What is the relevance of this excursus on “history” and “historicity” and “syntagm” and “paradigm” to the subject of this talk, SOLAR’s digitalisation of the lives, works and struggles of generations of the Nigerian Left? Well, it seems to me that in our project, analog and digital technologies will combine to abolish the gap or divide between “history” and “historicity”, “syntagm” and “paradigm” so that both connected and unconnected comparisons can be made across the board. This seems rather like the words of the second epigraph to this talk attributed to Jesus the revolutionary Nazarene: “Before this generation shall pass away, these things will take place“. In this particular conception of “generation”, five or six bio-sociological generations are all members of one mega-generation, from new-born babies to the oldest “Methuselahs”. When it is completed, the digitalised archives of SOLAR will make available to us, instantly and simultaneously, archival materials on generations of the Nigerian Left as far apart as hundreds of years, the oldest materials going back to a time when our intellectual and ideological forebears did not refer to themselves as “Nigerians” but as “Africans”.
SOLAR’s ultramodern alchemy of post-analog digitality will not abolish the divides and gaps between and within generations of the Nigerian Left. At best it will make available to us the means of productively negotiating the most problematic divides, especially those that in the last six to eight decades have widened or deepened to chasms. I have two particular sets of such generational chasms in mind. One pertains to the unbridgeable chasm between, on the one hand, generations that continue to think of themselves as universalists and internationalists and, on the other hand, generations of leftists who are beginning to espouse ethno-nationalism and “restructurenista” irredentism. In some instances, this schism exists within the same generation.
The second is the chasm between generations for whom anti-imperialism and anti-capitalism are fundamental points of departure and much younger generational cohorts for whom the effective ideological and strategic context for their struggles for justice and equality stops at our shorelines and land borders, barely extending to our contiguous neighbors like Cameroon, Niger and Benin Republic. Consistent with this stance, they completely subsume their anti-capitalism and anti-imperialism under a “patriotic”, nation-state polity in which the be-all and end-all of revolutionary or democratic subjectivity are captured by “governance,” “state capture,” “stomach infrastructure,” “insecurity” and “corruption,” Indeed, there are among the younger generations many for whom figures like Fanon, Nkrumah, Walter Rodney, Cabral and even Sankara evoke absolutely nothing, not even the shadow of mere name recognition! The shudder that this gives me is both literal and symbolic!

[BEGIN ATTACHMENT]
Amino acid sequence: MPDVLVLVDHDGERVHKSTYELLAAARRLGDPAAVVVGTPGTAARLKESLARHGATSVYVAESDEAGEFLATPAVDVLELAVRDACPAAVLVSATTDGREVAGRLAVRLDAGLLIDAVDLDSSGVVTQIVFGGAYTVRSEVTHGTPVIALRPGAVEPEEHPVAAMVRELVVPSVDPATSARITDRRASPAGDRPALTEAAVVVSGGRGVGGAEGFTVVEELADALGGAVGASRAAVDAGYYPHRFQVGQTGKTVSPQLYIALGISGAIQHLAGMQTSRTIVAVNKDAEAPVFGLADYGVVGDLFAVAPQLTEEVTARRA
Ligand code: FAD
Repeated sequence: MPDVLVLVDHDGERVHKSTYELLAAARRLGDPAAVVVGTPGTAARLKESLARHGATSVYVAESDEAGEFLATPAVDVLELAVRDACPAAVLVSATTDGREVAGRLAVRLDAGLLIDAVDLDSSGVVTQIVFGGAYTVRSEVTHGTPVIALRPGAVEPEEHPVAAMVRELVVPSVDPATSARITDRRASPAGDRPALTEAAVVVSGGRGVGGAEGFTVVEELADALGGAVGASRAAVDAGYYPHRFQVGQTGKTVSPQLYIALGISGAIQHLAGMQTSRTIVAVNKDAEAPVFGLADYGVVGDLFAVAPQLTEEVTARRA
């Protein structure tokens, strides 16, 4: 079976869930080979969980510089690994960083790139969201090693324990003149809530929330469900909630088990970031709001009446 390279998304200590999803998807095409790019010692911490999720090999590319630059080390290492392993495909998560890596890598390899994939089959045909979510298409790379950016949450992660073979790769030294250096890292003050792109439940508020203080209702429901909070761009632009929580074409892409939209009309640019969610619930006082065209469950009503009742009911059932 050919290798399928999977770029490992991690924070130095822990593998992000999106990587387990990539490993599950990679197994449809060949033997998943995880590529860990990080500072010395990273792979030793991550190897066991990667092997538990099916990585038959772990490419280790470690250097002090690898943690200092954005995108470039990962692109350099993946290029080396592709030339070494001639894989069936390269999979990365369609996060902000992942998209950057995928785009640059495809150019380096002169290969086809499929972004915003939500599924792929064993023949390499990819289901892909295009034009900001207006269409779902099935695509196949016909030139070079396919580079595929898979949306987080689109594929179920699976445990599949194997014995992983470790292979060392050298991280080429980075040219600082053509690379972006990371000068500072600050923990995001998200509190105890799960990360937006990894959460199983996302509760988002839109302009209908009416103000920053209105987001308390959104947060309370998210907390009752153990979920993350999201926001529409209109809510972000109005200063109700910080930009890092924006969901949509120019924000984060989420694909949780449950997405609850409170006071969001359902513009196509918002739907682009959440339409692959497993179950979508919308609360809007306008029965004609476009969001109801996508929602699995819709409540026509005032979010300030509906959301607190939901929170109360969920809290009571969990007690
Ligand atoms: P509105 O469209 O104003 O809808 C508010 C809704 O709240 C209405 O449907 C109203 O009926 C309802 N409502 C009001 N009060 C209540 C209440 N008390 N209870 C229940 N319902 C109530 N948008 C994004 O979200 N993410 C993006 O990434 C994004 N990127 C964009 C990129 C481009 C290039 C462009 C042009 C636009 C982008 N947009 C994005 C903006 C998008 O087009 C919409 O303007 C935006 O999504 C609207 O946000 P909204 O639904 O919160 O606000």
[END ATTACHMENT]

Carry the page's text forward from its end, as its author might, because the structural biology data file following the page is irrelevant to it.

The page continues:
Does this make me sound like one of the “old Methuselahs” of Jesus’ conception of the mega-generation that contains a multiplicity of generations? I hope not! Like the entirety of the “generations” that listened to Christ’s sermon, all Nigerians, from the youngest to the oldest that are past the hundredth-year mark, hope that “something” is coming that will deliver us all from the terrible suffering and darkness that envelope the land. Other than this “metaphysical” hope, SOLAR’s online digitalized archive of generations of the Nigerian Left will not pretend that all the multitudes, all the generations of the living and the departed speak with or in one voice. But neither will we project a cacophony, a Tower of Babel, a Day of Pentecost in which a riot of tongues locked the peoples – the generations – in the prison houses of their mutually incomprehensible languages and discourses.
Ha, if only the universalists and internationalists could or would make common cause with the irredentist ethno-nationalists! But that is not the goal. When our online-accessible archives become available, a new renaissance will follow closely in its wake – studies, readers, anthologies, booklets, full-length books all derived from the great harvest of SOLAR’s digitalized archives will be published in waves and cycles. In this respect, SOLAR is not without antecedents and precursors in the distant and recent past of the Nigerian Left. But fundamentally, it is, or will be a synthesis of institutional bodies of the Nigerian Left that were half-formed or stuck in a limbo of neither viable nor unfeasible projects: “abiku” socialist bookshops that just barely managed to survive from one month, one year to the next; socialist book distributors who, in good conscience, never paid proceeds from books they sold to the comrades who wrote and published the books, converting the monies to their own use just to keep body and soul together; and socialist book publishers in varying degrees of precarious individual-cum-collective forms of proprietorship and authorship. SOLAR will surpass these relics of our past and present attempts at institution building and financial independence and self-reliance – but we will make haste slowly!
*Being the full text of remarks orally presented by Biodun Jeyifo at the formal launching of the website of the SOCIALIST LIBRARY AND ARCHIVES (SOLAR: ) on Friday, June 16, 2023)
*Biodun Jeyifo is Emeritus Professor of Comparative Literature and African and African– American Studies, Harvard University, USA.